5-5-5 Challenge

5-5-5 Challenge

Current Challenge – Tuesday 26th May

Character:A Scientist
Dialogue:“These go to eleven”

Deadline: Sunday, 31st May – 23:59 UK time

Next Challenge date: Tuesday, 2nd May – 18:00 UK time

Email your final script (PDF or Final Draft) to: 555challenge@thescriptreader.co.uk

During these difficult and very strange times, I thought I’d set up the 5-5-5 Challenge, a weekly screenplay competition, hopefully getting those creative juices flowing and more importantly, taking your mind off the current situation, albeit for a few fleeting moments.

There is no cost to enter the 5-5-5 Challenge other than your time and imagination!

Every Monday I will release a new challenge for you to get your teeth into – You will need to write a FIVE page screenplay in FIVE days containing FIVE key elements.

The key elements will be randomly generated to produce:

A Genre, A Location, A Character, An Object and a Line of Dialogue.

The rules are simple – The screenplay must be FIVE pages (or less), contain the FIVE key elements and be written in FIVE days.

So, we could have a Political Thriller, set in a brothel, with a postal worker and a melon.

Once the deadline has passed, I will go through all the entries and produce a mini-script report for each one.

A Winner and Runner-up will be announced for each challenge.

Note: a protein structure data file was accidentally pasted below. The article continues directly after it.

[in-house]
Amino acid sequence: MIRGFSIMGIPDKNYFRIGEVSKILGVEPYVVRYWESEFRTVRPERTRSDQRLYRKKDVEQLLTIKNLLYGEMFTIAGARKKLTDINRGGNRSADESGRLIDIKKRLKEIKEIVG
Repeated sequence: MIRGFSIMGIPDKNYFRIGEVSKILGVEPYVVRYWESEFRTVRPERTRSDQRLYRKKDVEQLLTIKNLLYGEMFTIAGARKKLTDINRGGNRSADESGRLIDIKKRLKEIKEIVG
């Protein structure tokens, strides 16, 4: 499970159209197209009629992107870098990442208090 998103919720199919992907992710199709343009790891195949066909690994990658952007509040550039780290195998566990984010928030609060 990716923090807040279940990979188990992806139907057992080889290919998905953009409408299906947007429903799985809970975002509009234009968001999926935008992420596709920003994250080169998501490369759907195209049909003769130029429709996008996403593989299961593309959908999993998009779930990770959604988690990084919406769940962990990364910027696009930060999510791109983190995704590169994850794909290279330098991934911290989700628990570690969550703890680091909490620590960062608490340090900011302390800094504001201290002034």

The Winner will receive a FULL script report (worth £80) from “The Script Reader”.

The Runner-up will receive a First 10 pages script report (worth £30) from “The Script Reader”.

Specific Rules on the FIVE key elements and page length:

Screenplays must be no longer than five pages (not including the title page).

Screenplay must be in the appropriate Genre BUT you could, for example, turn the Horror genre into a Horror Comedy or the Romance genre into a Romantic Comedy etc.

The Location must act as the main location of the story, but other locations can be added.

The Character must appear somewhere in the story. They do not have to be the main character. Note: This is a character “type”, for example, a lifeguard. The name of the character can be anything you like.

The Object must appear somewhere in the story but does not have to be integral to it.

The Line of Dialogue must be heard at some point in the story.

Cheers, good luck and above all, stay safe!

Paul Hutch

Past Winners

For a full list of past winners, click here.